You can also take all your posts and add them to one page, creating a hub, or piece of content that aggregates all the content on a topic.
Optimize Old Content
Perhaps you’ve been at this corporate blogging thing for a while now. It’s likely that when you started, you didn’t know as much about SEO as you do now. If you’ve been in content marketing for a very long time, then it’s certainly the case that SEO best practices have changed since you started.
That’s why it’s important that you optimize your old content. You want your older inbound marketing efforts to continue to bear fruit in the future.
Review your old content. Find out where it’s falling short (for example, some of the information might be outdated), and change it accordingly. Feel free to post the updated content on social media, where it can be shared again by your followers.
Also, pay attention to older content that’s getting a great deal of traffic. You can use Google Analytics (the “Behavior” section) to determine which of your posts are receiving the most hits.
If it’s older content, review it, and update it as needed. You want to be sure that people who are viewing your most popular content are getting the best information.
2. Not Promoting Content To The Max
You can have the best content in the world on your blog, but if you don’t promote it, nobody will know about it. It’s important that you promote your content so that it gains exposure and reels in people who eventually become paying customers.
Social Media Is Free Advertising
For starters, blast your content across the social media landscape. Your brand should have an account on all major social media channels, and you should use those accounts to share your posts.
The larger your social media community, the more distribution you will have. So make sure to run social media community growth ads.
Social Media Is Also Paid Advertising
Blasting your content to social media channels is a great way to improve your exposure, but the reality is that most people who see it there will be people who are following your social media accounts. Sure, you might snag the occasional viral post that gets shared and re-shared, but that’s the exception rather than the rule.
That’s why it’s a good idea to advertise on social media. You’ll gain exposure among people who don’t follow your account, and, as a result, some of those people will become new friends.
That improves your reach. You can do promoted posts on Facebook, promoted tweets on Twitter, sponsored updates on LinkedIn, promoted Pins on Pinterest, paid discovery on StumbleUpon and promoted links on Reddit, for starters.
Also, do everything you can to target people who are in your market, as opposed to just advertising to the masses. Fortunately, social media sites allow you to select the type of people who see your ad, so that you can be sure you’re reaching the right audience.
Yes, you should use email to distribute your content. Email distribution is still widely recognized by many digital marketers as one of the best ways to reach people.
Of course, you’ll have to start this effort by actually building your email list. There are several ways to go about that, but the most popular seems to be with the use of a popup that appears to people who access your content and offers something for free in exchange for an email address.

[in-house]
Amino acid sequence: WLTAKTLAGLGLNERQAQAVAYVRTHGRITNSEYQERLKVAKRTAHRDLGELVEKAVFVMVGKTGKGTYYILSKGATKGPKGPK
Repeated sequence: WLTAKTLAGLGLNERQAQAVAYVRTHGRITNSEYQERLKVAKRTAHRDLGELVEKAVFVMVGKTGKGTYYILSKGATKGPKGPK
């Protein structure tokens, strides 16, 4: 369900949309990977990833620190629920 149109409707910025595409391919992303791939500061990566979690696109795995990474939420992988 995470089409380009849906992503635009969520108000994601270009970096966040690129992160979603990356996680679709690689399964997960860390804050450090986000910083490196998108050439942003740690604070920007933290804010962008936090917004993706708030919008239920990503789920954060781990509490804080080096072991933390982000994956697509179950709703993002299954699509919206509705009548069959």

The email address is used to send the person the free offering, so it’s a cleverly disguised effort to get the person’s email address, but it tends to work well.
Since people are accustomed to receiving spam, your email recipients will likely ignore your content promotion effort, unless you give them a compelling reason to view it. You can provide that reason with a compelling subject line.
Keep in mind that you can also kill two birds with one stone here: If the title of your content is compelling, then it’s likely that the subject of your email can simply be the title of the content, and it will give you a decent open rate.
There are a lot of ways to build email lists — you can learn a few more here.
3. Not Writing Long Enough, Interesting Enough Posts
Here’s a bit of knowledge about content marketing that will soon become old news: Long-form content is a sure-fire winner (as long as it is all interesting content).
What is long-form content? Opinions vary about the answer to that question. As a rule of thumb, if you’re writing less than 1,200 words, then you’re producing a short news piece. It’s not long-form content.
If you’re writing long-form content, you’re cranking out a minimum of 1,500 words. You’re better off breaking the 2,000-word barrier.
Why? There are several reasons. Perhaps the most important is that long-form content tends to rank exceptionally well. In 2012, serpIQ conducted a study showing that the average content length of the top 10 results for more than 20,000 keywords was in excess of 2,000 words.
The idea that long-form content ranks well is also supported by Pandu Nayak, a Google engineer who created the Panda algorithm update. He said the following in a blog post:
[blockquote] Users often turn to Google to answer a quick question, but research suggests that up to 10% of users’ daily information needs involve learning about a broad topic. That’s why today we’re introducing new search results to help users find in-depth articles.[/blockquote]
You’re also going to improve your chances of getting backlinks with long-form content. A study conducted by Moz showed that there’s a direct correlation between the length of your content and the number of backlinks that you receive.
Finally, there’s the Highrise Marketing study. Split-testing on that company’s home page showed that long-form content generated a conversation rate 37 percent better than its shorter-form cousin.
The bottom line: Take the time to craft content that thoroughly evaluates a subject relevant to your niche. You’ll find that it ranks better and is shared more, and you generate more conversions as a result of it.
4. Not Taking The Time To Build Communities
If you want to generate success online, you’re going to need to use your brand to build a loyal following. That is, simply put, how brands excel in cyberspace.
Use Your Sidebar
One of the best ways to engage with people who are visiting your blog is with the use of a sidebar that offers chances for further engagement.